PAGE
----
Besides his passion for fostering excellence, the other steady drumbeat in Fraser's life is travel. There is an interesting contrast between the man who spent more than half his life doing one thing very well in one place, and the other half of his time hopping all over the globe. Fraser talks about some of his most loved places as if they were close friends with endearing physical quirks and character traits.
When he describes Quito, Ecuador, where he spent his first years after college, he effuses about the beauty of the city that sits 9,500 feet above sea level in the shadow of a 15,000-foot high mountain, the friendliness of the people, and the spectacular scenery.
He is equally enthusiastic about Lima, Peru where he will spend the winter months. He will leave Hudson sometime around Thanksgiving and enjoy the summer weather in the southern hemisphere. Lima is a coastal city of 10 to 12 million people with an international flair and great food. Fraser has been there before and looks
forward to renting an apartment in this familiar city, traveling to other cities in the area and hanging out with the friends he has made there over the years.
A guy who has traveled this much does have some favorites. When asked to name a few places he would return to in a heartbeat given the chance, Machu Picchu is the first thing out of his mouth. Fraser has traveled many times to the ancient and iconic Incan ruins that sit almost 8,000 feet above sea level in the Cusco province of Peru. In March, he accompanied a group of friends, several of them former students, on another excursion to this isolated and challenging destination. A trip like this is actually more of an undertaking than a 'vacation' since there is a lot of acclimating to altitudes and hiking in a manner more akin to climbing than one might want in a relaxing vacation. The challenge might be Fraser's favorite part of the trip.
Fraser has been going to Machu Picchu for a long time. "When I first started coming to Machu Picchu, there wasn't even a town at the base," he recalls. Now that town, Aguas Calientes, which means 'hot waters, is a bustling little send off spot with hotels and restaurants that accommodate people who want to get an early start to the mountaintop ruins. Visitors can catch a bus to the top, but Fraser still makes the 2,000-foot climb himself at least once during a three-day visit. "It takes about two hours to hike to the top and then we spend the day hiking around looking at the ruins before heading back."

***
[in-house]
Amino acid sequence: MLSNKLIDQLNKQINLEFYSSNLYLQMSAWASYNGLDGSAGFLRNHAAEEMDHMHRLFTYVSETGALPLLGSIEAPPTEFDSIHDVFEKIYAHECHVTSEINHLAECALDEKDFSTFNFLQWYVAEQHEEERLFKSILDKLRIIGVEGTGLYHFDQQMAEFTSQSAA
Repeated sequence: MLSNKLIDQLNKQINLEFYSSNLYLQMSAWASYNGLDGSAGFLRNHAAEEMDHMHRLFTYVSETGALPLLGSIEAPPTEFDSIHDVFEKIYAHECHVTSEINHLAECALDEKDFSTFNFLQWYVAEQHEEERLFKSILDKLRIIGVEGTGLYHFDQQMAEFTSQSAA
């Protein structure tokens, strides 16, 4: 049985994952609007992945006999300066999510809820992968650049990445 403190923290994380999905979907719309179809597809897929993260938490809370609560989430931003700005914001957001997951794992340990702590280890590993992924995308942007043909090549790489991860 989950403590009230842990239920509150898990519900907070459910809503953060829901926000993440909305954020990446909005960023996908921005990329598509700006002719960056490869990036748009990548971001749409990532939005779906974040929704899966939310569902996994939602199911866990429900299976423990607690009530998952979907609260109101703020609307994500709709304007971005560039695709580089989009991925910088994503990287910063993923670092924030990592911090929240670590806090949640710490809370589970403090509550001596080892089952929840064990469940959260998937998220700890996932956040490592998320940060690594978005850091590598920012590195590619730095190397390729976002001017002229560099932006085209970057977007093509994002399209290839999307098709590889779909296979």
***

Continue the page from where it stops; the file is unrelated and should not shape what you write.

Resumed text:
Fraser estimates that he has accompanied at least 20 groups abroad to destinations in Spain, Mexico, Costa Rica, Colombia, Ecuador, Peru, France and more. He thinks Paris is "the best big city anywhere" and would like to visit Russia someday but thinks he might wait until the political situation calms down a little.
Before heading to the other side of the equator, Fraser will be enjoying the summer at his home in Vermont. He fondly describes this idyll as "a house on one of the islands in Lake Champlain. There are three miles of water on two sides and woods out back." He plans to golf and hike and watch a few sunsets. In true Fraser fashion, he will walk the course and carry his clubs.v